Butter: Review

Butter: Review

Butter: Review. By Daniel Pollock.

When it comes to a market as crowded as the high school movie, I feel that to successfully produce a decent effort, it is completely necessary to do one of two things: either tell the same story differently (Donnie Darko, Welcome to the Dollhouse), or tell a different story (Election).

If you can’t do either of these, you run the risk of falling in the quagmire that almost all feature films dwell in for one reason or another. That is why it’s such a shame that Butter wasted such a dark and intriguing premise, which had every right to differentiate itself from the pack, but eschewed black comedy for muddled moralising and Hallmark sensibilities. 

On paper, it definitely sounds promising: Butter (Alex Kersting who, God love him, totally inhabits a thankless, charmless role) is a morbidly obese loner who spends his days alone, where he eats, plays the saxophone, drives the sweet Mustang he has somehow, or effectively stalks his schoolyard crush online (McKaley Miller, not as charmless). One day, he decides he’s going to eat himself to death, and he’s going to stream the results live over the internet. However, his suicidal antics lead to an explosion of popularity, and see him installed as one of the “cool kids”, which definitely confuses things. Will he accept his newfound (if horribly formed) friendships and pull the plug on his plan, or stick to his word?

Like I said, it’s an intriguing premise full of opportunity for morbid, fatalist exploration. But what if I told you it seems to portray itself as a light, fun comedy for all the family? There’s nothing wrong with going against type when it comes to movie making (I practically demanded it in my first sentence), but if you work this hard to ignore the nature of your story and protagonist’s struggle, then why make the film at all?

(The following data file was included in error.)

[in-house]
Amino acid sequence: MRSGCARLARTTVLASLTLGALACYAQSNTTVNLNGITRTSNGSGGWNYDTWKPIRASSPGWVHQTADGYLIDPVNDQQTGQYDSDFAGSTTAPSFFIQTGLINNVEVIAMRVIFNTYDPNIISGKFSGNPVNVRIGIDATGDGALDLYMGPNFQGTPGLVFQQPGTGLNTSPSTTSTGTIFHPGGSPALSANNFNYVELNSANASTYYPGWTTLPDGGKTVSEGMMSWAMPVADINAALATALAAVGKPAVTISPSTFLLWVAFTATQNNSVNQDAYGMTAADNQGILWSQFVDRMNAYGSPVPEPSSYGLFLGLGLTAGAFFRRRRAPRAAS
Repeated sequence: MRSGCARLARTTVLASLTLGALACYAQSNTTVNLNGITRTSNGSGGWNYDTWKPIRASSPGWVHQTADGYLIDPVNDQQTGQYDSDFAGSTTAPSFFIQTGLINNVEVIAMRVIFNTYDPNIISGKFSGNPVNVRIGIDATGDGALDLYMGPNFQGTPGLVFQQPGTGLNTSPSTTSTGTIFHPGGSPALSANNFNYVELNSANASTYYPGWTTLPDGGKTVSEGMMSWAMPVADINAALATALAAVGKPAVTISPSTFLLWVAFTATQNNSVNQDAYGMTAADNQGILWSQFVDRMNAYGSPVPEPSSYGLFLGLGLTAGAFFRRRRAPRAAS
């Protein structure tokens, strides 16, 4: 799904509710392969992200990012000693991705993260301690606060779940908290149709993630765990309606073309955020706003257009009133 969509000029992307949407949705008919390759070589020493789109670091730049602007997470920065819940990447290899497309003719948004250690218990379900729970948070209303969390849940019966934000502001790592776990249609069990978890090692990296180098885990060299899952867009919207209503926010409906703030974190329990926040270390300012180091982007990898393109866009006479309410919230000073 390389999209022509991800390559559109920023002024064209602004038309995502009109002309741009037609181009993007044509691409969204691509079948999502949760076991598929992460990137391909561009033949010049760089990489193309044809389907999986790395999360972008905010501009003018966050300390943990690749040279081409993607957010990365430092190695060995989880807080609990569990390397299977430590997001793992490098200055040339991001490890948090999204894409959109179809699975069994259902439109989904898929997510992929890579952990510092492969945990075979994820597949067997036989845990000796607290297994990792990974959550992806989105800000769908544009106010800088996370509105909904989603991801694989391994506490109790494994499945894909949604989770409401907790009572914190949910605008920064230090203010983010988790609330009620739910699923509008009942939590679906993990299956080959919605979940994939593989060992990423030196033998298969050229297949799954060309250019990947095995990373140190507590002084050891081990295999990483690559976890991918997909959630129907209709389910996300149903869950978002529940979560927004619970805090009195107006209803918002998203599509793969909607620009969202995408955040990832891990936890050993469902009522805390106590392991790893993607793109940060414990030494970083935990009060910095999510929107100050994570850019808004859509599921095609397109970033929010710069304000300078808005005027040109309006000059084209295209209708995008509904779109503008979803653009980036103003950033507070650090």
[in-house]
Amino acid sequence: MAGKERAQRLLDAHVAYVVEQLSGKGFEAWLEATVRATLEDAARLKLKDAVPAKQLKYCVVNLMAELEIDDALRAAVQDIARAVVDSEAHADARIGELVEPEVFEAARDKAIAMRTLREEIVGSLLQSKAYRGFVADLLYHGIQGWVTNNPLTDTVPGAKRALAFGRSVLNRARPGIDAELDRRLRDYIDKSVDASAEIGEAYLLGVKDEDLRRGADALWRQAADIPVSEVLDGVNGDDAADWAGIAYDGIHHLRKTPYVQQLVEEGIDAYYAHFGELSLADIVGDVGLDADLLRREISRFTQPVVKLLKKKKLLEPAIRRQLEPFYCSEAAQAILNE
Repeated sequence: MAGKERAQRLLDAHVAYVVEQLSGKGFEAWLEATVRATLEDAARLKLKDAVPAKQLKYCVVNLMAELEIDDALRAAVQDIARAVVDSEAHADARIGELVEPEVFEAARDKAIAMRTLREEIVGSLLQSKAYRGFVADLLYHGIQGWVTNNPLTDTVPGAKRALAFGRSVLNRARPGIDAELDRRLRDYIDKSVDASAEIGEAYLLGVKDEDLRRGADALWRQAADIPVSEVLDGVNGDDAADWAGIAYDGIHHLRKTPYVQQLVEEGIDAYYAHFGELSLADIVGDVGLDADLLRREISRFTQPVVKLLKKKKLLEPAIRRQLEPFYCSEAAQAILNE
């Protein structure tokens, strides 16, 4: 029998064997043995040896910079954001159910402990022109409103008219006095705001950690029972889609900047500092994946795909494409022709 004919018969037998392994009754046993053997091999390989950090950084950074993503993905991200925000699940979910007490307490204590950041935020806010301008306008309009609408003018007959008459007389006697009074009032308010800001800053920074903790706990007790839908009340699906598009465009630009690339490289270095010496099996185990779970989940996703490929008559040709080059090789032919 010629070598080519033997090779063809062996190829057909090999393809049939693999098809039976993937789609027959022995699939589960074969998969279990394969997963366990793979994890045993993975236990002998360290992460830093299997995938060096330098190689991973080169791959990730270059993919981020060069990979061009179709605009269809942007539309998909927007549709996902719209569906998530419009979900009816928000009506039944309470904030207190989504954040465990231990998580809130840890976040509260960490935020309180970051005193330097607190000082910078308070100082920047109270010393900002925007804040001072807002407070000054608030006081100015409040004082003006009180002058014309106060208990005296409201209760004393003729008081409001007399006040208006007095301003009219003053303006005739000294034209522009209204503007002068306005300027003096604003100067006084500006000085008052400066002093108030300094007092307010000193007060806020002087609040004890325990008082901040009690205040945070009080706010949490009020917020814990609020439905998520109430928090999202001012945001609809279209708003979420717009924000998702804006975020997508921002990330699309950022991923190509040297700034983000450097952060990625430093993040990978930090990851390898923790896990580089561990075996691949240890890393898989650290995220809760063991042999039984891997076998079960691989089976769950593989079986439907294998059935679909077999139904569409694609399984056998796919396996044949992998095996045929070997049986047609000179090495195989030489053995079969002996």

Butter aims to be an easy cautionary tale; the kind that a P.E. teacher could pop on for a rainy day and count it towards their mental health module. But by substituting the weakest tropes and colour-by-numbers elements of a teen movie in for anything even approximating the stark reality of the situation, the filmmakers have taken out any teachable moments. 

Beyond the content, the filmmaking is mixed – director Paul A. Kaufman has primarily worked on television episodes and TV movies, and it shows, with brightly bland lighting, basic framing and weak staging giving off the vibe of a silently released Netflix original. Butter’s gormless narration also undercuts his relationships, with his relations to other characters presented often through his dull ramblings instead of any memorable actions or gestures. There were undeniable bright spots however: Ravi Patel as Butter’s witless doctor had his moments, and in likely the single bold choice of the film, our lead’s climatic meal is played out in near dead silence.

A family scene at Christmastime narrowly misses being genuinely powerful, too, with some odd editing choices giving it away too quickly. Also, Academy Award-winning actress Mira Sorvino plays Butter’s mum. She puts in a performance that is at least what you’d expect from an Oscar winner, and the movie is better for it.  

I would’ve loved to see the disturbing “Leaving Las Vegas by way of Todd Solondz” oddity this could and should have been. Instead, basic heartstring-tuggery is the most the film aspires to. Ironically, it’s a tougher pill to swallow in this incarnation than the black comedy would be. At least that would’ve taught some of the film’s intended audience a thing or two. 

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Daniel is a Sydney-based writer and filmmaker. He likes to think of himself as a man of letters - mostly of the furious, "to the editor" variety.


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